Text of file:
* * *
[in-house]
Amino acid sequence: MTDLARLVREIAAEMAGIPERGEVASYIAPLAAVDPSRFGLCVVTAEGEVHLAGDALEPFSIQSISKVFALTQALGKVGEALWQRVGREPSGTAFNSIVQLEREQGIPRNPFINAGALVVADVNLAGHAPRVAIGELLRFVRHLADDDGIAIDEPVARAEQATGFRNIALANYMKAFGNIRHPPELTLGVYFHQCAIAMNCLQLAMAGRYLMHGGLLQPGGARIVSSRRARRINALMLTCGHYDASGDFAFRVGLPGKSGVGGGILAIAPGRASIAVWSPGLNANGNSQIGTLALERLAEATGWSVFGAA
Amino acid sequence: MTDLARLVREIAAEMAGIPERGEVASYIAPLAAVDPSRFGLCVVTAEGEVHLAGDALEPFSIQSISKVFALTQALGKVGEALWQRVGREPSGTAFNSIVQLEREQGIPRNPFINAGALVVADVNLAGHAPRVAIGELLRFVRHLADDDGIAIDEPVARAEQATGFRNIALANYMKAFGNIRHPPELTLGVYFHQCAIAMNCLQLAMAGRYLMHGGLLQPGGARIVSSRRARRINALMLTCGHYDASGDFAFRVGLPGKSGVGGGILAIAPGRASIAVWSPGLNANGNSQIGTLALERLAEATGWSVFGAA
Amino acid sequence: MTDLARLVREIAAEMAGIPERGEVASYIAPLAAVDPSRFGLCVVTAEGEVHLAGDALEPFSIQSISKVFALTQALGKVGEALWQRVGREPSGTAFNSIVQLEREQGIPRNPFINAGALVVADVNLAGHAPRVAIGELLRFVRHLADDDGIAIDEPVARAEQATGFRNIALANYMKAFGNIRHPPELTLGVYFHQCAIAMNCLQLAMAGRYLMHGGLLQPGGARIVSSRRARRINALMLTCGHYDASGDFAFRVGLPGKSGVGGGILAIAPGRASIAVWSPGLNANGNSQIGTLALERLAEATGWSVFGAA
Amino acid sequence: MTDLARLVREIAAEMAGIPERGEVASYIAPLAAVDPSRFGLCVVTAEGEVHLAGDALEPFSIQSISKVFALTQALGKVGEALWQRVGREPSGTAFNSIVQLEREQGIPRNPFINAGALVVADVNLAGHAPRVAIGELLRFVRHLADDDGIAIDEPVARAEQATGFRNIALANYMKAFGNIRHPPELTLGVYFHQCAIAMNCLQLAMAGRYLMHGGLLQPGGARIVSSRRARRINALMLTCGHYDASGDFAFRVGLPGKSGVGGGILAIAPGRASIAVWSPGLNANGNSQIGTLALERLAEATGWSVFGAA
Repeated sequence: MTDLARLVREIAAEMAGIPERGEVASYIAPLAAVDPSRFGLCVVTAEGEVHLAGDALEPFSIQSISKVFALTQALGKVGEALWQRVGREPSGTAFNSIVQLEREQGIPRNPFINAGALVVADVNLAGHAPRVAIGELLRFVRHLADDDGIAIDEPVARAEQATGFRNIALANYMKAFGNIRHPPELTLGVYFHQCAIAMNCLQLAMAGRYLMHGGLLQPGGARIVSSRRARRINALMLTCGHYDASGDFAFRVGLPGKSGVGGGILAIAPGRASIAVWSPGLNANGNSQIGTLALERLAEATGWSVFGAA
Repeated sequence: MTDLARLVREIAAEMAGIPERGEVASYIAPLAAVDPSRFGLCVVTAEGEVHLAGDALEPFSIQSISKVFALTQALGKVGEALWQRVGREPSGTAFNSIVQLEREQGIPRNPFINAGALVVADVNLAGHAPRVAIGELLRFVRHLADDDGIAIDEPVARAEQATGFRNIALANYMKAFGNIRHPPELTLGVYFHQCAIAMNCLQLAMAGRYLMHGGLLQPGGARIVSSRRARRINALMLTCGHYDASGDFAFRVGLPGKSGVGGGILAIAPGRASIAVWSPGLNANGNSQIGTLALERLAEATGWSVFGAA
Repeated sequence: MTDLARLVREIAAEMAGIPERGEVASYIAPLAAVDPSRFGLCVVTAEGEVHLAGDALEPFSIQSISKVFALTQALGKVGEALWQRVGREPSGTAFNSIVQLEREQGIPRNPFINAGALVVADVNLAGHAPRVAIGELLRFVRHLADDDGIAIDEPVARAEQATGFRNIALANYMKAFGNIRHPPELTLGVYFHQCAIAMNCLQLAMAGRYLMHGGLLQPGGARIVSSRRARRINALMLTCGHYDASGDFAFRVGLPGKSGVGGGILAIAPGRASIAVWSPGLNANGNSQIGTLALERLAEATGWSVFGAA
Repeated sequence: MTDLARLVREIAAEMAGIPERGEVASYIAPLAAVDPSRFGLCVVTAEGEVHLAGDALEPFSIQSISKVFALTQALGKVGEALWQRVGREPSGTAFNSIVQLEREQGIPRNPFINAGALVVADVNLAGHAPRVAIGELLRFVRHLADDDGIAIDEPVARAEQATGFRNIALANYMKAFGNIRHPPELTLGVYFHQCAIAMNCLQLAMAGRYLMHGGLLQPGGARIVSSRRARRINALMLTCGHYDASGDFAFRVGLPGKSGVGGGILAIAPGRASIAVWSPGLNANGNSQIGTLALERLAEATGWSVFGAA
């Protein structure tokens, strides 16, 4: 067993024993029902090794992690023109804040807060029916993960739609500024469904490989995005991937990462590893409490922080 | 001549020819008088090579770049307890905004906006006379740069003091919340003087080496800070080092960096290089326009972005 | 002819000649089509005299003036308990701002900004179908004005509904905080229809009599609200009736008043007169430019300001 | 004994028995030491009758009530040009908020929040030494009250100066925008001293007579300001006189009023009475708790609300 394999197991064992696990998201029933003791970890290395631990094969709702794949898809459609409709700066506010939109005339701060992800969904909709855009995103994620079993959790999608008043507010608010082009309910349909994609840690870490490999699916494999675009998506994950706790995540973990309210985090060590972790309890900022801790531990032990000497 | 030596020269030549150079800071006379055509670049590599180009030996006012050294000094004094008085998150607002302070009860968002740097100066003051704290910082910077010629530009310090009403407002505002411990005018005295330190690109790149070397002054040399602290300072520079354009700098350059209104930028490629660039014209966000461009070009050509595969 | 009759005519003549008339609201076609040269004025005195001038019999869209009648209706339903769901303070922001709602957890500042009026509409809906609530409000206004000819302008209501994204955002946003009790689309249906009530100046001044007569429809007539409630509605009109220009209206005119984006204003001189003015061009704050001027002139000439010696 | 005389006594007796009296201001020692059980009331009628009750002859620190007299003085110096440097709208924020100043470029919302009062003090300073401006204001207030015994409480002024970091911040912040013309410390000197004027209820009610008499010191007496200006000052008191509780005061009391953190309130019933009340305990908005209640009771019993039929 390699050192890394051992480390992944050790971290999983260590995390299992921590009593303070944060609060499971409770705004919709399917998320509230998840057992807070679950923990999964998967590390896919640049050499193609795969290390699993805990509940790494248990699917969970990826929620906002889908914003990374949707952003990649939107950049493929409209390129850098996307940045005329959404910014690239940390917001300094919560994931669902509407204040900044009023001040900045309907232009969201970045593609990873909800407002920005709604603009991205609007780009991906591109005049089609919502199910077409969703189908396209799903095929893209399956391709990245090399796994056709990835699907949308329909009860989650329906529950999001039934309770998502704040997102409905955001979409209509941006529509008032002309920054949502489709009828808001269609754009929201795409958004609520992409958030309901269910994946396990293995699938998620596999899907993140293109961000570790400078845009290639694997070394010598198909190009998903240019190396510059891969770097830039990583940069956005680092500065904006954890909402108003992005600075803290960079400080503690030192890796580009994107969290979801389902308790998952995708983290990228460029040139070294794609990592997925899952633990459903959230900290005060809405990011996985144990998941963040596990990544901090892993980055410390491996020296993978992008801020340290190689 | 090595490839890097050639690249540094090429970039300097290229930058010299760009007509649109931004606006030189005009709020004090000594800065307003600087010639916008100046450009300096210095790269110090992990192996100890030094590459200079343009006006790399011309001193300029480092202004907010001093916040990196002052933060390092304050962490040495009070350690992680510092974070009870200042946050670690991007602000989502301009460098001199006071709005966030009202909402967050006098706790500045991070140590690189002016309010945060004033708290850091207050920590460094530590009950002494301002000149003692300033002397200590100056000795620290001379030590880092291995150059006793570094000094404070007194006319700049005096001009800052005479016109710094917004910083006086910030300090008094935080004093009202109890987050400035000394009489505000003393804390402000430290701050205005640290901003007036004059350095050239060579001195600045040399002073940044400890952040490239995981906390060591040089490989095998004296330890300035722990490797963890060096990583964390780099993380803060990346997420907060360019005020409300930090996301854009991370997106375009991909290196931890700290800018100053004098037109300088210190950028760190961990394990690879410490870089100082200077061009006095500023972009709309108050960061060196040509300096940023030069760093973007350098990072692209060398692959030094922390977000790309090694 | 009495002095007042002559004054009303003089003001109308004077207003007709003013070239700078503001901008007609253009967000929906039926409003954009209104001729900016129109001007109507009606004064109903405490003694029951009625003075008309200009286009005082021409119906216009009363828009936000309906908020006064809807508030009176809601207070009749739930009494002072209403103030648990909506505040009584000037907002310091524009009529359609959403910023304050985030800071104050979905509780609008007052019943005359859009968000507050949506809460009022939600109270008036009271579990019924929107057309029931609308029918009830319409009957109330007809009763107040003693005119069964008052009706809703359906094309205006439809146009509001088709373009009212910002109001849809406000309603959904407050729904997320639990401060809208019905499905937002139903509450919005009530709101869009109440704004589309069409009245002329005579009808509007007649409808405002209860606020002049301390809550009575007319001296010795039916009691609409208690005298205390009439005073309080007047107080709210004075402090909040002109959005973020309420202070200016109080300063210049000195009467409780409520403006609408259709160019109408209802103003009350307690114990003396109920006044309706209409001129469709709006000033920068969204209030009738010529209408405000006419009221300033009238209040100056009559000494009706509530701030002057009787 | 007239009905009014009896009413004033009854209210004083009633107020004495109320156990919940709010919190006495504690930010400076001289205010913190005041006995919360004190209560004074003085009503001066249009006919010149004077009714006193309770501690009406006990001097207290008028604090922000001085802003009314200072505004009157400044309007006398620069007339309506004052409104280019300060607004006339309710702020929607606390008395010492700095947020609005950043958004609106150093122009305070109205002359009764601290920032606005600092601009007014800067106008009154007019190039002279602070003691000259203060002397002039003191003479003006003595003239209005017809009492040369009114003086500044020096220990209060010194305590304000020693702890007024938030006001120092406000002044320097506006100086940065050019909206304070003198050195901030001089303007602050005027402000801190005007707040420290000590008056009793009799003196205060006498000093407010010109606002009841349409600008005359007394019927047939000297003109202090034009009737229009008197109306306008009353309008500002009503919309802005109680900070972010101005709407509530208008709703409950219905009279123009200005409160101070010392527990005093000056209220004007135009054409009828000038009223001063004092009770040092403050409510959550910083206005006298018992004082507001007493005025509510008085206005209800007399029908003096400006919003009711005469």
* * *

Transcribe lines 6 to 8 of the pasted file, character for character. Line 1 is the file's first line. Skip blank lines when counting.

Repeated sequence: MTDLARLVREIAAEMAGIPERGEVASYIAPLAAVDPSRFGLCVVTAEGEVHLAGDALEPFSIQSISKVFALTQALGKVGEALWQRVGREPSGTAFNSIVQLEREQGIPRNPFINAGALVVADVNLAGHAPRVAIGELLRFVRHLADDDGIAIDEPVARAEQATGFRNIALANYMKAFGNIRHPPELTLGVYFHQCAIAMNCLQLAMAGRYLMHGGLLQPGGARIVSSRRARRINALMLTCGHYDASGDFAFRVGLPGKSGVGGGILAIAPGRASIAVWSPGLNANGNSQIGTLALERLAEATGWSVFGAA
Repeated sequence: MTDLARLVREIAAEMAGIPERGEVASYIAPLAAVDPSRFGLCVVTAEGEVHLAGDALEPFSIQSISKVFALTQALGKVGEALWQRVGREPSGTAFNSIVQLEREQGIPRNPFINAGALVVADVNLAGHAPRVAIGELLRFVRHLADDDGIAIDEPVARAEQATGFRNIALANYMKAFGNIRHPPELTLGVYFHQCAIAMNCLQLAMAGRYLMHGGLLQPGGARIVSSRRARRINALMLTCGHYDASGDFAFRVGLPGKSGVGGGILAIAPGRASIAVWSPGLNANGNSQIGTLALERLAEATGWSVFGAA
Repeated sequence: MTDLARLVREIAAEMAGIPERGEVASYIAPLAAVDPSRFGLCVVTAEGEVHLAGDALEPFSIQSISKVFALTQALGKVGEALWQRVGREPSGTAFNSIVQLEREQGIPRNPFINAGALVVADVNLAGHAPRVAIGELLRFVRHLADDDGIAIDEPVARAEQATGFRNIALANYMKAFGNIRHPPELTLGVYFHQCAIAMNCLQLAMAGRYLMHGGLLQPGGARIVSSRRARRINALMLTCGHYDASGDFAFRVGLPGKSGVGGGILAIAPGRASIAVWSPGLNANGNSQIGTLALERLAEATGWSVFGAA